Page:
The Third Congress of Karabakh Armenians convened on September 17, 1918, and discussed the demands made by the Turkish forces. The Congress rejected the ultimatum, resolutely refusing to disarm or accept Azeri rule. The Turkish demand to allow troops to enter Shoushi was rejected as well. Realizing that the defeat of Germany in World War I was only a matter of days away, the People's Government of Karabakh finally agreed to Turkey's demand let their troops enter Shoushi. However, the people of Karabakh were extremely unhappy about this decision and resisted the presence of the Turkish forces.

Having gained access to Shoushi, the Turks disarmed the Armenian people and arrested prominent Armenians, prompting the annulment of the decision of the Third Congress and preparation for a resistance.

On October 31, 1918 Turkey acknowledged its defeat in WWI. Its troops abandoned the Transcaucasus and were replaced in December by the British.

This time the government of Azerbaijan tried to seize Nagorno Karabakh with the aid of the British. The British soon announced that new state borders could not be established in the Transcaucasus without their consent, which would take place at the Paris Peace Conference. In the meantime, the British worked to make Nagorno Karabakh a part of Azerbaijan. By establishing total control over the Baku oil supply, the British worked to separate the Transcaucasus from Russia once and for all. Their goal was to make Azerbaijan the outpost of the West in South Caucasus and thus end further Sovietization in the region.

Because of this plan, the policy of allied nations towards the Transcaucasus was pro-Azerbaijani. The settlement of the Karabakh issue was delayed in the hope that the military-political situation would shift in favor of Azerbaijan.

On January 15, 1919 the Azerbaijani government "having notified the British command staff" appointed Khosrovbek Sultanov General-Governor of Nagorno Karabakh and simultaneously issued an ultimatum to the Karabakh National Council demanding acceptance of Azerbaijani rule.

On February 19, the Fourth Congress of Karabakh Armenians strongly rejected the Azerbaijani ultimatum and protested against Sultanov's appointment as General-Governor. The resolution adopted at the Congress read: "Insisting on the principle of self-determination of peoples, the Armenian population of Karabakh respects the right of self-determination of neighboring Turkish people. The Armenian population of Karabakh decisively protests before the entire world the attempts of Azerbaijani government to abolish this principle pertaining Nagorno Karabakh, which will never agree to be under Azerbaijani rule."

The British Mission made an official statement regarding the appointment of Sultanov, announcing, "With the consent of the British Command, Khosrovbek Sultanov is temporarily appointed General-Governor of Zangezur, Shoushi, Jivanshir and Jebrail uezds. The British Mission deems it necessary to assert once more that belonging of the mentioned regions to any entity will have to be decided at the peace conference".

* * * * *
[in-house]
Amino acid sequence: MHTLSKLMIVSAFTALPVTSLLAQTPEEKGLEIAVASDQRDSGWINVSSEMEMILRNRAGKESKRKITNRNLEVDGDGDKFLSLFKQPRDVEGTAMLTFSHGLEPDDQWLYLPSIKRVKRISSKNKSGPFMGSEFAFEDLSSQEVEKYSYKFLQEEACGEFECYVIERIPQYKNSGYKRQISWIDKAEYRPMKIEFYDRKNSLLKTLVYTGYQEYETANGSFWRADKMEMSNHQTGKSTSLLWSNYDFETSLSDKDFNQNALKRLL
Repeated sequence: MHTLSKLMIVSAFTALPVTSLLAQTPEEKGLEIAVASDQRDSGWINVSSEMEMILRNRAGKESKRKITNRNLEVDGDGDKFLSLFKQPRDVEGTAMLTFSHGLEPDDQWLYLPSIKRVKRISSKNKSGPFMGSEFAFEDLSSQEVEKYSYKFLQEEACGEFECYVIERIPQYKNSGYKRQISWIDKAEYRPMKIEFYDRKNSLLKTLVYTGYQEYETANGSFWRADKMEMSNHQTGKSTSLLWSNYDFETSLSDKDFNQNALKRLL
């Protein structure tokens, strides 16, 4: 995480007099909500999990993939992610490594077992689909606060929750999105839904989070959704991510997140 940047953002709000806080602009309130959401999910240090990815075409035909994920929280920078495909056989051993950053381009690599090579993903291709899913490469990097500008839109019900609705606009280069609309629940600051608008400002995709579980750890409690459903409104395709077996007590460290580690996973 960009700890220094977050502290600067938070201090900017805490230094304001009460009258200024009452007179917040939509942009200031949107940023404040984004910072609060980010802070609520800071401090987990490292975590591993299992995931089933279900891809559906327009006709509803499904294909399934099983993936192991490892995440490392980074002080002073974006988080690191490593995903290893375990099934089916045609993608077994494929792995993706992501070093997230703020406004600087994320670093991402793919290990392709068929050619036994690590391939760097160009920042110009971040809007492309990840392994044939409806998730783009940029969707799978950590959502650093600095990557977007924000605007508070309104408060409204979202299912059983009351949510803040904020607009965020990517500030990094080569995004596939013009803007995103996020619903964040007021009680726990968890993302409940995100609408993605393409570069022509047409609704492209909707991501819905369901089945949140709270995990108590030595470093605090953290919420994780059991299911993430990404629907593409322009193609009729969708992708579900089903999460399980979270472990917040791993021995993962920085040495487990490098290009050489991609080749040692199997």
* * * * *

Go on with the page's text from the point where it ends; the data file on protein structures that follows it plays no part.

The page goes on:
The National Council of Karabakh issued the following statement: "The National Council of Karabakh Armenians in its entirety, along with the commanders of all regions of Karabakh has discussed the appointment of an Azerbaijani General-Governor. The Council came to a conclusion that Armenian Karabakh cannot accept this due to the fact the Armenian people of Karabakh sees dependence on the Azerbaijani government in any form impossible in the light of the hostilities against the Armenian people and violation of their rights by the government of Azerbaijan. Armenian Karabakh demonstrated to the entire world that that it had practically never accepted and did not accept the rule of the Azerbaijani government within its borders, as it was decided at the last Congress of Karabakh Armenians. Taking into account that the British Command recognizes Armenian Karabakh as a territory not belonging to any state, especially to Azerbaijan, before the decision of the peace conference, the National Council sees the appointment of a British General-Governor as the only acceptable form of government for the Armenian Karabakh. We ask that the Mission submit a petition with this request to the Supreme British Command."

However, even in the face of protests of the Karabakh people, the British Command continued supporting the Azerbaijani government in its policy of seizing Nagorno Karabakh. The Commander of British armed forces in Baku, Colonel Shatleworth, made the following announcement to the people of Karabakh: "Your roads are blocked, your dying people will not get bread, we will not help you at all until you recognize the rule of Musavat Azerbaijan."

Unable to suppress the Nagorno Karabakh Armenians with threats and force, Col. Shatleworth went to Shoushi himself in order to convince the National Council to accept Azeri rule. On April 23, the Fifth Congress of Karabakh Armenians rejected Col. Shatelworth's demands.